"It takes something special to make a good hardcore record in 2006 and it should be no
suprise that Tusk, featuring 3/4s of Pelican have got just what it takes.
Get Ready is a nonstop assault of intricate guitars and gut wrenching screams
set atop pummeling blastbeats. This record has more the feel of an artistic
grindcore record than a straightforward metal record, but all that matters
is that in a time when heavy music seems to be completely image driven Tusk
make you feel the passion and substance behind their music "
"It’s not really a concept record,” explains Tusk vocalist Jody Minnoch during a college radio interview segment on the group’s repackaged debut. “It’s a theme record about paranoia.” With one out-of-context statement, Minnoch has just summed up the entire history of grindcore, though it’s hard to quibble with his description of the concept—er, theme—bubbling under this difficult, hard-to-reconcile disc named after a difficult, hard-to-reconcile Fleetwood Mac record. Three of these guys have gone on to fame and fortune in Pelican in the interval since Get Ready came out in 2002, keeping Tusk on the back burner for whenever sea captain Minnoch washes into port. Still, the newly added multimedia portion of Get Ready reveals a few indisputable truths. First, drummer Larry Herweg owns a Celtic Frost t-shirt for every occasion (see the January issue of Decibel for further proof). Second, DJ Qualls is the only choice to play the part of Laurent Lebec in the forthcoming Pelican/Tusk movie. Third, guitarist Trevor de Brauw is at least three croissants short of a baker’s dozen, as he enthusiastically gushes about the secret link between Emerson, Lake and Palmer and blast beats. Fourth, Get Ready isn’t terribly exciting, as blitzkrieg sitar-and-mandolin-enhanced grindcore records go. It sounds much better after a sonic touch-up, but it’s still a pale shadow of 2004’s Tree of No Return. The point-counterpoint interplay between the studio recordings and their additional evil/live counterparts is a nifty selling point, but you may want to spend wisely in the coming months. Tusk’s purported third work-in-progress is a 30-minute single-song grind epic in the vein of Pig Destroyer’s “Natasha” — the mind wobbles."
"It's ironic that Hewhocorrupts Inc.--a label that spoofs and rails on corporate culture and profiteering via its day-to-day doings and house band Hewhocorrupts--has dipped into the re-release game with Tusk at this particular point in time. For those who don't Know, Tusk features three members of Pelican, the respected instrumental band that has struck a chord with both hipster and metal-head douche bags. Tusk was/is, in fact, an outfit that Larry Herweg, Laurent Lebec and Trevor de Brauw played in before Pelican. Get Ready has received a sonic, visual and value-added overhaul now that original copies are difficult to come across and that the Pelican boys had a number of music publications hanging off their dicks after last year's The Fire In Our Throats Will Beckon The Thaw. The packaging is completely different, the sound of the band's loose "experimental grind" (another way of saying "sounds like Pig Destroyer and the Melvins") has been jacked up, and the enhanced portion includes an interview and some terribly out-of-synch live-to-air footage during which you'll become familiar with the band's heads and shoulders. I'm going to sound somewhat elitist here, but I own an original copy of Get Ready and, as a result, never really paid attention as to whether the masses were clamoring in demand for their own copies. So although this album may pose a challenging and rewarding listen for a wider swath of fans, its re-release smacks of opportunism on HWC Inc.'s part. Martha Stewart would be proud." B-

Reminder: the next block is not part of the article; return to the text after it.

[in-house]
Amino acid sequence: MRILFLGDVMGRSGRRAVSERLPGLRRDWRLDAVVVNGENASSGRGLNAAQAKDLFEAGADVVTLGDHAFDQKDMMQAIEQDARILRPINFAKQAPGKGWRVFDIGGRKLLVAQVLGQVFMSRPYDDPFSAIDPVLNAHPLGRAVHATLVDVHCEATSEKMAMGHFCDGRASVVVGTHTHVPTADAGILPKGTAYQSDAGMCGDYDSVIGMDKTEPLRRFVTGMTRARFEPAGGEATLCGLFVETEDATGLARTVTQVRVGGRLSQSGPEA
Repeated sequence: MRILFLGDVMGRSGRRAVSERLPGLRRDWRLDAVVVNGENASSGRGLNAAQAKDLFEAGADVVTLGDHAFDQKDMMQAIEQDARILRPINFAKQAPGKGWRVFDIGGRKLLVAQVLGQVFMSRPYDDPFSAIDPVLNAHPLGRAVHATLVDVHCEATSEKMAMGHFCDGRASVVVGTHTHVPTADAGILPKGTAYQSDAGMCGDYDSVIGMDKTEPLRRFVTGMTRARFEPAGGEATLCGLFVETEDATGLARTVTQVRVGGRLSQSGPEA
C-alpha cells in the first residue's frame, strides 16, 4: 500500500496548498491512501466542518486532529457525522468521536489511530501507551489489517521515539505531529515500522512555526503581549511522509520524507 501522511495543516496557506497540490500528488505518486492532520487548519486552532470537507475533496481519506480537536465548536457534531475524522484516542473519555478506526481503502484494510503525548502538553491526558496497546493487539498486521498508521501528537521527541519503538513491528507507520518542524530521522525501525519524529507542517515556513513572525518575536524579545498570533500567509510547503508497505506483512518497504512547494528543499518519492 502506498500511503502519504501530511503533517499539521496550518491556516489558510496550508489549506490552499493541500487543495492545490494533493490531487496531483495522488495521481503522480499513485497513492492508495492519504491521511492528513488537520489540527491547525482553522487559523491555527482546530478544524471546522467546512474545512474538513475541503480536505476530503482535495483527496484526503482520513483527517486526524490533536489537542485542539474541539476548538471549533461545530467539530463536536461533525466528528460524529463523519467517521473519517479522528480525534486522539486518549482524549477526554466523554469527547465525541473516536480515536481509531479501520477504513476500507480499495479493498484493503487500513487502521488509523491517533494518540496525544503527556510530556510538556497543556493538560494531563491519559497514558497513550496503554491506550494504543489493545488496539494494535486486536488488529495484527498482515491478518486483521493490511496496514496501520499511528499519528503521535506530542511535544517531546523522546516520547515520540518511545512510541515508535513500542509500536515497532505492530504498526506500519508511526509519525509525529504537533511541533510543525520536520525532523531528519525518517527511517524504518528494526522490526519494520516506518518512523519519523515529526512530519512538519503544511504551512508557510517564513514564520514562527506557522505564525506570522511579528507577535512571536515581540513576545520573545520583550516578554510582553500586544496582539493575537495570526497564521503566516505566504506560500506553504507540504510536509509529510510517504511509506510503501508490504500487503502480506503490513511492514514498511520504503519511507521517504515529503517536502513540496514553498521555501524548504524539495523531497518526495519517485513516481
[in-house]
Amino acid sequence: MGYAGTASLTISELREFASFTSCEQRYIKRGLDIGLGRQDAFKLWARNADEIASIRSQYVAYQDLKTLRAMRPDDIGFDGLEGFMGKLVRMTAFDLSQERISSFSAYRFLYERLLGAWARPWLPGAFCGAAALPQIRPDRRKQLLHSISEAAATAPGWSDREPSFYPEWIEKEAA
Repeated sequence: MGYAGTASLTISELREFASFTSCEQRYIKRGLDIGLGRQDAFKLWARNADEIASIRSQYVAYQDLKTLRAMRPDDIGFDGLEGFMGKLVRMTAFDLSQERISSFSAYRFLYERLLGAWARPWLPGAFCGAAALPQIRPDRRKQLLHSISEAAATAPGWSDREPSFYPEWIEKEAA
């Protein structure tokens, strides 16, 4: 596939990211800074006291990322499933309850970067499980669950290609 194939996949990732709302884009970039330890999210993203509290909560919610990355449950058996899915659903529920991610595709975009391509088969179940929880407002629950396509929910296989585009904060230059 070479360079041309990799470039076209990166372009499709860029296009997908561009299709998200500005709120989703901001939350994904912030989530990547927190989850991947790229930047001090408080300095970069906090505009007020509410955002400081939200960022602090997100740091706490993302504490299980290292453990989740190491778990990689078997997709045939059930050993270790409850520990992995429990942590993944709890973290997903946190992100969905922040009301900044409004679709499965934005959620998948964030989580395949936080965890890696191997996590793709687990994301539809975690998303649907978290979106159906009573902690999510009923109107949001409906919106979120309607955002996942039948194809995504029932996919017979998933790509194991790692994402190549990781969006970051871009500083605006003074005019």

Devil In The Woods
"Without a vocalist, Pelican are the prog-metal kings of Chicago; with, they are just another screaming, down-tuned outfit, known only as Tusk. The reissue of 2002’s grindcorin’ Get Ready (repackaged with six live cuts) takes atonality to a level measurable only by how well in sync the musicians are. If that sounds like going to a symphony proficient in speed, you’re only a hundredth of the way. Tusk manage songs when boredom gets too raw, and only then do you find you’re hearing guitar effects rather than anything engaging. Chicken or the egg? We’ll take the chicken. Or egg. Whichever came second."
"Wow, where to begin with this group. I admit I wasn't too into this band's (comprised of members of Chicago instrumental metal group PELICAN) last record Tree of No Return--it had plenty of promise in its metal experimentation but ultimately lost itself in overly-long aimless atonal meanderings. Get Ready is actually the group's first record from '02, remixed and re-mastered with a few superfluous live tracks tacked on, and is actually far preferable to these ears. Here they keep the songs at a brisk two-minute average, which is just enough time for the sheer aural weirdness of it all to hit you, steal your wallet and run down the street, before you can get up and say, "What the fuck was that?" Take the huge symphonic heaviness of PELICAN, remove all traces of polish and cleanliness, soak in a scabies-ridden vat of PCP-jag vomit and you'll get a hint of TUSK's approach. The riffs and rhythms are off-kilter and irregular--mostly mid-pace, but occasionally breaking into jagged grind bursts. The singer's deranged howl and paranoid hallucinogenic lyrics are truly singular as well. There's a total bad drug experience vibe to the whole affair of some devilish conductor leading you through a bleeding red landscape with a rusty shiv held behind his waning grin. Definitely a must-hear."